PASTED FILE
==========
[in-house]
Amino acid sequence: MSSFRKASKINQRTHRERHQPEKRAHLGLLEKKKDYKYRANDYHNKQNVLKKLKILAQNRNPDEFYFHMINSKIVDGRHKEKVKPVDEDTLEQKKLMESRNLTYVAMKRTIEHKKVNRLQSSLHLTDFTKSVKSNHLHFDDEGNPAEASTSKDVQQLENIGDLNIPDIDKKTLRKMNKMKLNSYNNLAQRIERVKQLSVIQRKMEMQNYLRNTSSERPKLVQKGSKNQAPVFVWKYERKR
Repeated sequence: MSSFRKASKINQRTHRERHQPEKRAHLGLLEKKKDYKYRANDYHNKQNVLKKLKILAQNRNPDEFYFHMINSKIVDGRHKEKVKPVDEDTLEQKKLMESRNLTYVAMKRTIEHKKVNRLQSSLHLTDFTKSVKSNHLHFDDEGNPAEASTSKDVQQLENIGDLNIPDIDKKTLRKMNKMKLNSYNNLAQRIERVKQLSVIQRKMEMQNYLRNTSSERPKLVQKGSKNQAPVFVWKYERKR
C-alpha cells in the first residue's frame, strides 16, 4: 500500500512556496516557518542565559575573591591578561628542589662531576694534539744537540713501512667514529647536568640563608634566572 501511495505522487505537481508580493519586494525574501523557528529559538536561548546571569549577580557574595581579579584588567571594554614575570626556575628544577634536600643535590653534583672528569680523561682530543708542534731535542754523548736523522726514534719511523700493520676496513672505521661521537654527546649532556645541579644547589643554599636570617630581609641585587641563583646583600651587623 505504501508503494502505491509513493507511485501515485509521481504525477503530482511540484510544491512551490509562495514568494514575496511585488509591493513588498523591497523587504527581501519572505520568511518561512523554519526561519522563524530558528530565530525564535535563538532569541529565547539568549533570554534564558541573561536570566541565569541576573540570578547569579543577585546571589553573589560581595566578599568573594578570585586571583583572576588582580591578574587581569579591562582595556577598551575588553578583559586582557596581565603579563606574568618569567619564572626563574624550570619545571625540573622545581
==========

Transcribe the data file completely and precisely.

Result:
[in-house]
Amino acid sequence: MSSFRKASKINQRTHRERHQPEKRAHLGLLEKKKDYKYRANDYHNKQNVLKKLKILAQNRNPDEFYFHMINSKIVDGRHKEKVKPVDEDTLEQKKLMESRNLTYVAMKRTIEHKKVNRLQSSLHLTDFTKSVKSNHLHFDDEGNPAEASTSKDVQQLENIGDLNIPDIDKKTLRKMNKMKLNSYNNLAQRIERVKQLSVIQRKMEMQNYLRNTSSERPKLVQKGSKNQAPVFVWKYERKR
Repeated sequence: MSSFRKASKINQRTHRERHQPEKRAHLGLLEKKKDYKYRANDYHNKQNVLKKLKILAQNRNPDEFYFHMINSKIVDGRHKEKVKPVDEDTLEQKKLMESRNLTYVAMKRTIEHKKVNRLQSSLHLTDFTKSVKSNHLHFDDEGNPAEASTSKDVQQLENIGDLNIPDIDKKTLRKMNKMKLNSYNNLAQRIERVKQLSVIQRKMEMQNYLRNTSSERPKLVQKGSKNQAPVFVWKYERKR
C-alpha cells in the first residue's frame, strides 16, 4: 500500500512556496516557518542565559575573591591578561628542589662531576694534539744537540713501512667514529647536568640563608634566572 501511495505522487505537481508580493519586494525574501523557528529559538536561548546571569549577580557574595581579579584588567571594554614575570626556575628544577634536600643535590653534583672528569680523561682530543708542534731535542754523548736523522726514534719511523700493520676496513672505521661521537654527546649532556645541579644547589643554599636570617630581609641585587641563583646583600651587623 505504501508503494502505491509513493507511485501515485509521481504525477503530482511540484510544491512551490509562495514568494514575496511585488509591493513588498523591497523587504527581501519572505520568511518561512523554519526561519522563524530558528530565530525564535535563538532569541529565547539568549533570554534564558541573561536570566541565569541576573540570578547569579543577585546571589553573589560581595566578599568573594578570585586571583583572576588582580591578574587581569579591562582595556577598551575588553578583559586582557596581565603579563606574568618569567619564572626563574624550570619545571625540573622545581